D E C I S I O N
Appellant first argues that the district court abused its discretion by failing to award spousal maintenance because the underlying findings of fact were not supported by the evidence in the record. A district court has broad discretion in determining spousal maintenance, and this court will not overturn the district court’s decision absent an abuse of discretion. Erlandson v. Erlandson, 318 N.W.2d 36, 38 (Minn. 1982). Before this court may determine there has been an abuse of discretion, it must find that the district court resolved the matter in a manner that is against the logic and facts on the record. Rutten v. Rutten, 347 N.W.2d 47, 50 (Minn. 1984). That the record might support findings other than those made by the district court does not render the findings clearly erroneous, and we view the evidence in the light most favorable to the findings and defer to the district court’s credibility determinations. Vangsness v. Vangsness, 607 N.W.2d 468, 474 (Minn. App. 2000.)
A spouse seeking maintenance must make a showing of both insufficient property and financial need. Lyon v. Lyon, 439 N.W.2d 18, 22 (Minn. 1989). A district court may award spousal maintenance if it finds the spouse seeking maintenance is otherwise unable to provide for his or her needs, considering the standard of living established during the marriage. Minn. Stat. § 518.552, subd. 1 (1998); Lyon, 439 N.W.2d at 22. The maintenance statute states that an order shall be in amounts and for periods of time as the district court deems just after considering all the relevant factors set out in the statute. Minn. Stat. § 518.552, subd. 2 (1998). There are eight statutory factors, but the basic issue is the financial needs of the recipient and his or her ability to meet those needs balanced against the financial condition of the obligor. Erlandson, 318 N.W.2d at 39-40.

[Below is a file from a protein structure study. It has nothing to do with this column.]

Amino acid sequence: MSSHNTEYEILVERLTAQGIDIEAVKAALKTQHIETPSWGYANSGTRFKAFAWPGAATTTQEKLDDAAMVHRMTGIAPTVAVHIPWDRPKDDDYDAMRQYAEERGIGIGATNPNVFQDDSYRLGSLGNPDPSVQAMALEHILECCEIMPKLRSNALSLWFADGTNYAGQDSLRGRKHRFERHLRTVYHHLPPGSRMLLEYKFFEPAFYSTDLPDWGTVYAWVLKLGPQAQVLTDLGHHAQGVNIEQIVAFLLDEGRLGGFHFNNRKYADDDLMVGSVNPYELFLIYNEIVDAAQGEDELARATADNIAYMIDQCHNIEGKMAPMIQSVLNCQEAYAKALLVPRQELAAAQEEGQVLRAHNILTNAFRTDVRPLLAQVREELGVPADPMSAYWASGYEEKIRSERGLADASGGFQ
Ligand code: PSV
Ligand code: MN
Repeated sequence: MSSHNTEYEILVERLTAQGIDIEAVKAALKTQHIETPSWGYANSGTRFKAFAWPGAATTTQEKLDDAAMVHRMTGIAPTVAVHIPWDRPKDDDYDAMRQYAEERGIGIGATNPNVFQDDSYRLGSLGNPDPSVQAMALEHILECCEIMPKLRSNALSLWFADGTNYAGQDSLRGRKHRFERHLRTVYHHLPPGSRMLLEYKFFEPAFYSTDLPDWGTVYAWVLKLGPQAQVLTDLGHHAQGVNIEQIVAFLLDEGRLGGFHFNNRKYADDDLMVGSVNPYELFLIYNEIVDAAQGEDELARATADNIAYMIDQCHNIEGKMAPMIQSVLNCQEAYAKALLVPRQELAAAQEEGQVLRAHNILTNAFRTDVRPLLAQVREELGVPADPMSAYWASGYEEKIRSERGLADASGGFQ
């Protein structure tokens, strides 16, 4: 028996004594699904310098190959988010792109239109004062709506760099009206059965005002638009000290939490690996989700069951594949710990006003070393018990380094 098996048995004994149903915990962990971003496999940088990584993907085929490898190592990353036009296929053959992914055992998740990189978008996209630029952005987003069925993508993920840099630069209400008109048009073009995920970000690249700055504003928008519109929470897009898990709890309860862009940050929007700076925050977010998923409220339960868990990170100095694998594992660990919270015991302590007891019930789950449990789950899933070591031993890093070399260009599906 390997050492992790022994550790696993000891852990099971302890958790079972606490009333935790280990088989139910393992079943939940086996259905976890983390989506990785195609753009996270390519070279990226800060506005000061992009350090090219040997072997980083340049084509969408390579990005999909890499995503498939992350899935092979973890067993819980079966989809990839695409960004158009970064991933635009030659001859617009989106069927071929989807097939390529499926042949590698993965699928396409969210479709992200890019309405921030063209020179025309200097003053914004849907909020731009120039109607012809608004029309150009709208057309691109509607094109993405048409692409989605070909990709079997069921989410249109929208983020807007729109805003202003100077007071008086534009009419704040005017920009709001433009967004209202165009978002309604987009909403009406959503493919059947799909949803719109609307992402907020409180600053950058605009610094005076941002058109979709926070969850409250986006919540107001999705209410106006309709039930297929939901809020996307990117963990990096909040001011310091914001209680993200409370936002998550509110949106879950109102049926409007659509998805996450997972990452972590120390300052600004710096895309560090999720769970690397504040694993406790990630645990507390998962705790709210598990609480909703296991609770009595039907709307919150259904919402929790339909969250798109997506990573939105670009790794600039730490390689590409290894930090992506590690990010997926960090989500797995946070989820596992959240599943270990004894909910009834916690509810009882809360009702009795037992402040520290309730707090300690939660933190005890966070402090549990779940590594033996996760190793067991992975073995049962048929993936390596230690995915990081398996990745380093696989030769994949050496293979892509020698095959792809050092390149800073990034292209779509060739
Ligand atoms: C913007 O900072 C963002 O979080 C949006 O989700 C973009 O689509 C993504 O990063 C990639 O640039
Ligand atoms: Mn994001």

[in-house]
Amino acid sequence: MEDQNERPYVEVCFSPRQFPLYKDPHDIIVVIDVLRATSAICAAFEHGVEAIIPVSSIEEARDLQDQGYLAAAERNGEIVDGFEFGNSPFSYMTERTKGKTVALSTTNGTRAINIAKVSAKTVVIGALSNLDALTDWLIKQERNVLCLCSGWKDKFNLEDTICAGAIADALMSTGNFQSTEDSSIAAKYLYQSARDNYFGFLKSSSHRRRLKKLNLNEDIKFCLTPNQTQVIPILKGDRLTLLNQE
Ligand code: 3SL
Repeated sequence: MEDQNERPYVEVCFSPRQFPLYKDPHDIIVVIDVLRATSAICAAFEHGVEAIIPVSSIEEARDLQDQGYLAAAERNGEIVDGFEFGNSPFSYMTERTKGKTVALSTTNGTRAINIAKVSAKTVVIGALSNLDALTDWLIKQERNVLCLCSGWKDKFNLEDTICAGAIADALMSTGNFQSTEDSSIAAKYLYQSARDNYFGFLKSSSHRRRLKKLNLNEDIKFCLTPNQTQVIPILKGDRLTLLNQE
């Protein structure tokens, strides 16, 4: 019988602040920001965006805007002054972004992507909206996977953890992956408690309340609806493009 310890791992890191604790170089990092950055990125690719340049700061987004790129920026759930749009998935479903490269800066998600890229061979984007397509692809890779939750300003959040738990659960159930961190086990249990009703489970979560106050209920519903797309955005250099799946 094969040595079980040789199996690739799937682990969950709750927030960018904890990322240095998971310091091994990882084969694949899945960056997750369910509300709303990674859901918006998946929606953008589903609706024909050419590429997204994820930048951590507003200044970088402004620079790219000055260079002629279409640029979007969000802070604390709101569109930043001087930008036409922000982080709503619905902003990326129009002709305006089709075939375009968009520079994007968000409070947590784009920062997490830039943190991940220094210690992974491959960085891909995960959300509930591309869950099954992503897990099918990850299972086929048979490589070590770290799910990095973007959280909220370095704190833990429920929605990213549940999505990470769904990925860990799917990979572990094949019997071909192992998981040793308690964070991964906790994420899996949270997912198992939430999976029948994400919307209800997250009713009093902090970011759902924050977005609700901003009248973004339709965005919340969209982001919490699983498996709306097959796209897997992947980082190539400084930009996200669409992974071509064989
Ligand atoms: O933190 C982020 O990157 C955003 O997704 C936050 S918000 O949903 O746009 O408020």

The district court made detailed findings of fact addressing many of the required statutory factors. There are, however, some findings of fact with which appellant correctly finds fault. Appellant claimed reasonable monthly expenses of $2,620. The district court found appellant’s reasonable monthly expenses to be $2,000, but did not make findings that explain why it rejected appellant’s claim. The evidence shows respondent claimed reasonable monthly expenses of $3,947.05. The district court wholly accepted respondent’s claimed needs, again without explanation. The district court concluded that appellant had sufficient property and ability to support himself “consistent with the standard of living established during the marriage,” which the district court found was “moderate.”